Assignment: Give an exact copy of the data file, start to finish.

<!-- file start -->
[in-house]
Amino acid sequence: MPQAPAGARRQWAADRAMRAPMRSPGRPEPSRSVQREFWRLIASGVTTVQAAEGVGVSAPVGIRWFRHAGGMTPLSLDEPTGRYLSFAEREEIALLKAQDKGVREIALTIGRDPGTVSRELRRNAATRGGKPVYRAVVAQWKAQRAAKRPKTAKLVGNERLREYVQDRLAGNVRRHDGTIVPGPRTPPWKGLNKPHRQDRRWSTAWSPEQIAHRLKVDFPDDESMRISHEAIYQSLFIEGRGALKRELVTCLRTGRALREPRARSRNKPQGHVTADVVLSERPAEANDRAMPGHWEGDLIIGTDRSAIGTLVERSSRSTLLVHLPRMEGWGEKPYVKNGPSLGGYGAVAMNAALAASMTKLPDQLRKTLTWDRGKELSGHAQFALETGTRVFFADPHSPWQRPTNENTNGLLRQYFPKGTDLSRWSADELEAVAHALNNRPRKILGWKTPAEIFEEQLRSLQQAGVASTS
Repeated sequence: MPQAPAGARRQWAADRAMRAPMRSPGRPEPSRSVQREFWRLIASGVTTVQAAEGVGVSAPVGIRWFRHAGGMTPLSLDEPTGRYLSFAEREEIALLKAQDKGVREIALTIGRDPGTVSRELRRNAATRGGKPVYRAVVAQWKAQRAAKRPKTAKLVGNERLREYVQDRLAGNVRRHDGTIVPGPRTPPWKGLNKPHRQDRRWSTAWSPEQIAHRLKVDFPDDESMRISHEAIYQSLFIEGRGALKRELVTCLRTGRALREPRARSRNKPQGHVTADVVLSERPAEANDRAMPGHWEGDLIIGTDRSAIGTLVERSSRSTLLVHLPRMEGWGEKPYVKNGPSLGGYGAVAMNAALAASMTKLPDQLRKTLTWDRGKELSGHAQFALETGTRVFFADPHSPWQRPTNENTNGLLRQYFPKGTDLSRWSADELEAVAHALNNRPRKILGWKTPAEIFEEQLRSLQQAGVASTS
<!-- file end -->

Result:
[in-house]
Amino acid sequence: MPQAPAGARRQWAADRAMRAPMRSPGRPEPSRSVQREFWRLIASGVTTVQAAEGVGVSAPVGIRWFRHAGGMTPLSLDEPTGRYLSFAEREEIALLKAQDKGVREIALTIGRDPGTVSRELRRNAATRGGKPVYRAVVAQWKAQRAAKRPKTAKLVGNERLREYVQDRLAGNVRRHDGTIVPGPRTPPWKGLNKPHRQDRRWSTAWSPEQIAHRLKVDFPDDESMRISHEAIYQSLFIEGRGALKRELVTCLRTGRALREPRARSRNKPQGHVTADVVLSERPAEANDRAMPGHWEGDLIIGTDRSAIGTLVERSSRSTLLVHLPRMEGWGEKPYVKNGPSLGGYGAVAMNAALAASMTKLPDQLRKTLTWDRGKELSGHAQFALETGTRVFFADPHSPWQRPTNENTNGLLRQYFPKGTDLSRWSADELEAVAHALNNRPRKILGWKTPAEIFEEQLRSLQQAGVASTS
Repeated sequence: MPQAPAGARRQWAADRAMRAPMRSPGRPEPSRSVQREFWRLIASGVTTVQAAEGVGVSAPVGIRWFRHAGGMTPLSLDEPTGRYLSFAEREEIALLKAQDKGVREIALTIGRDPGTVSRELRRNAATRGGKPVYRAVVAQWKAQRAAKRPKTAKLVGNERLREYVQDRLAGNVRRHDGTIVPGPRTPPWKGLNKPHRQDRRWSTAWSPEQIAHRLKVDFPDDESMRISHEAIYQSLFIEGRGALKRELVTCLRTGRALREPRARSRNKPQGHVTADVVLSERPAEANDRAMPGHWEGDLIIGTDRSAIGTLVERSSRSTLLVHLPRMEGWGEKPYVKNGPSLGGYGAVAMNAALAASMTKLPDQLRKTLTWDRGKELSGHAQFALETGTRVFFADPHSPWQRPTNENTNGLLRQYFPKGTDLSRWSADELEAVAHALNNRPRKILGWKTPAEIFEEQLRSLQQAGVASTS